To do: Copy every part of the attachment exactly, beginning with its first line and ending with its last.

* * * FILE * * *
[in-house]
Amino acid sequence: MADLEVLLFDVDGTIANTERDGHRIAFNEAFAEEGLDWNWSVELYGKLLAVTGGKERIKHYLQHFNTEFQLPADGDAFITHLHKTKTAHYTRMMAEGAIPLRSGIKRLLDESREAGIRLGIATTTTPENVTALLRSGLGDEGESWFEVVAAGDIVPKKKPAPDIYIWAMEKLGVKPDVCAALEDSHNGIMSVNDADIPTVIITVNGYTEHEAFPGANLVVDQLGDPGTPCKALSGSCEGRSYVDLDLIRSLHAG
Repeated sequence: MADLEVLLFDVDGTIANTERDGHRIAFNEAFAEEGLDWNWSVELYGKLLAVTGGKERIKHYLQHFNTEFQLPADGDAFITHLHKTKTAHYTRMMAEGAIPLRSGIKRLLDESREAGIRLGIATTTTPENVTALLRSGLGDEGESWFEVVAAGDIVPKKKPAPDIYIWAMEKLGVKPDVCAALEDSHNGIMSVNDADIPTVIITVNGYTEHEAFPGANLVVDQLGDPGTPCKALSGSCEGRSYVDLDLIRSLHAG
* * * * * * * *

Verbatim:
[in-house]
Amino acid sequence: MADLEVLLFDVDGTIANTERDGHRIAFNEAFAEEGLDWNWSVELYGKLLAVTGGKERIKHYLQHFNTEFQLPADGDAFITHLHKTKTAHYTRMMAEGAIPLRSGIKRLLDESREAGIRLGIATTTTPENVTALLRSGLGDEGESWFEVVAAGDIVPKKKPAPDIYIWAMEKLGVKPDVCAALEDSHNGIMSVNDADIPTVIITVNGYTEHEAFPGANLVVDQLGDPGTPCKALSGSCEGRSYVDLDLIRSLHAG
Repeated sequence: MADLEVLLFDVDGTIANTERDGHRIAFNEAFAEEGLDWNWSVELYGKLLAVTGGKERIKHYLQHFNTEFQLPADGDAFITHLHKTKTAHYTRMMAEGAIPLRSGIKRLLDESREAGIRLGIATTTTPENVTALLRSGLGDEGESWFEVVAAGDIVPKKKPAPDIYIWAMEKLGVKPDVCAALEDSHNGIMSVNDADIPTVIITVNGYTEHEAFPGANLVVDQLGDPGTPCKALSGSCEGRSYVDLDLIRSLHAG